4.     Parked at the mall and walked to all the stores I needed to visit. I batched my errands to avoid using fossil fuel for repeated stops and starts in the car. Walking to the post office, pet food store, office supply store and more made for free exercise as well as a savings in the fuel budget. Note that green activities often save you money, which is just completely bonus.

5.     Purchased recycled products: paper for the home printer, aluminum foil, and ball point pens made from recycled materials.

6.     Attended a marketing webinar at home, which saved on travel expenses, fossil fuels and all the expenses of leaving the house (coffee, parking meters, bridge tolls, etc.)

7.     Switched out rechargeable batteries for son’s video game controller.  We haven’t bought new batteries in months – maybe years. Invest in a charger for AA and AAA batteries, and 2-3 sets of batteries. Put one in each room where batteries are always in use (TV remote control or garage door opener?). That way it’s easy to find them when you need them, and the batteries get used over and over.

8.     Cleaned out empty paint cans and half-used junk from the basement. These are loaded in the back of the car for next time I swing through Oakland and can drop off (for free!) at the toxic waste place. (More on this in the next blog.)

9.     Took own water and coffee in the car; take own coffee cup to the coffee house whenever we go there; hang onto the cardboard coffee-sleeve (or use one of my home-knit ones) for reuse. I keep coffee sleeves in my purse and glove box just for this. I also keep one of those fast-food 4-cup cardboard cupholders in the car, under the front seat, for the next time we do a drive-through. Why not reuse the one instead of getting a fresh one every time?

10.  Ate leftovers for lunch.  How is this green? Food waste is one of the biggest offenders in creating methane gas. And studies show Americans throw out as much as 40 percent of the food they buy. That’s just not cool.

What are you doing to be green today? And, just a thought, how much are you saving by greening your life?

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Julia Park Tracey is an Alameda eco-freak, writer, author, editrix and conservatrix of her great-aunt’s diaries from the 1920s. You can read more about Julia’s green-ventures at modernmuse.blogspot.com or follow her at facebook/julia.tracey. Her diary project is online at twitter/thedorisdiaries.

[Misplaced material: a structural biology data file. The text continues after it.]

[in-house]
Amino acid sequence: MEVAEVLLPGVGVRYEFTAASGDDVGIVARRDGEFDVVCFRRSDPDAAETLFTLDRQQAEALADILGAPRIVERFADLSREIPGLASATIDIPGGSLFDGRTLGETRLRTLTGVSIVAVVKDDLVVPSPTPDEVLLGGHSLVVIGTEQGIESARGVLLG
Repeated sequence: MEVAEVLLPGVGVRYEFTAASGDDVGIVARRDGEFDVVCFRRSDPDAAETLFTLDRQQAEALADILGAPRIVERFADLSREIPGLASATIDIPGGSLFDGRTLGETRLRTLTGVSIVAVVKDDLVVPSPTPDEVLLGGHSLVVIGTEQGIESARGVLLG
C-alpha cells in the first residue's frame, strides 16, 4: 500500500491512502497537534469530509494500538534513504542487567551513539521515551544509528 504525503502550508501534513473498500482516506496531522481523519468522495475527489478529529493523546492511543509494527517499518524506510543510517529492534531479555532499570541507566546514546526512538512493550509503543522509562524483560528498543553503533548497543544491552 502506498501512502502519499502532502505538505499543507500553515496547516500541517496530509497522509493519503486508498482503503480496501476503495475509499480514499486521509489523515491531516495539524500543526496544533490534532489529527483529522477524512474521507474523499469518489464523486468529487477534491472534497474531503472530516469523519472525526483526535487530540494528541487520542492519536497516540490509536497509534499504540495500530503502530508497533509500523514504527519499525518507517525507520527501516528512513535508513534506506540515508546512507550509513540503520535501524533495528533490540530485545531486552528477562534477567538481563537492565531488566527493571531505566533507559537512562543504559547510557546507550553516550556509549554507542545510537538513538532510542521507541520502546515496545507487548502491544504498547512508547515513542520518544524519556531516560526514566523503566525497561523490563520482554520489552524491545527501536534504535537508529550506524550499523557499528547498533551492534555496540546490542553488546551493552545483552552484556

Occupy Oakland May Day Protest - May 1, 2012.  Protestors congregated around Frank H. Ogawa Plaza and marched through downtown Oakland on Tuesday, May 1st.  

Photographer: Bincy Stephen

Unwanted Buzz - The Green Scene - May 4, 2012

We had a case of hives here. Or hive. I came home Friday evening with my arms full of groceries to discover that my kitchen was full of bees. (Full is a relative term.) One bee is slightly alarming in the kitchen. There were about 50 bees. And when I went into the living room, there were about 50 more in there. The kitchen window was open and I know it’s swarming season (when a hive has grown too big, it splits and half leaves with a new queen to find a new hive). I could see bees outside the window, too, so I assumed there was a swarm outside the window and that some had come in by accident.

Silly me.

First order of business was to wave the bees outside.  Although I’m the last person to want to get stung, the chances are actually slim when they’re swarming. Bees sting to protect their hive, and without a hive, they’re not on the defensive. So we gently ushered them out with manila folders and a soft whisk broom (it’s not unlike the bee brush I’ve used when brushing bees off the honey frames). But as soon as we got the last bees out, more appeared. We finally discovered that they were coming from under the sink — from out of the wall. That was bad news, for us and the bees. We were in a bit of a panic — not only did I have a kitchen that was still full of bees (and full means 20 or more at a time), I had a houseful of family coming for dinner in an hour. And it was a Friday at 5 p.m. Not good if you want to call for professional help.

We managed to use duct tape to cover the hole under the countertop, and kept all drawers and cabinets closed. I called the landlady, the property management and my husband in short order. After more sleuthing, we found that the bees were buzzing cheerfully in and out of a hole outside the building, in the shingles where a pipe goes in. More bad news for the bees. It’s easy for a bee-wrangler to rehouse a swarm in a tree, but not so easy to get bees out of a building. Since it was a new swarm, only a few hours old, we had time to get them out before they built comb and started foraging.

A series of phone calls, however, made it clear that, since we’re renters, we didn’t have a lot of power or choice about what happened. We’ve just recently moved. We have basically no tools, and no yard at this apartment where we could set up a hive. We had no ladder. I called and contacted some of the bee people I know, but at that time of day had no luck, and they also told me that bees in a building were probably doomed. We had to relinquish it to the property management.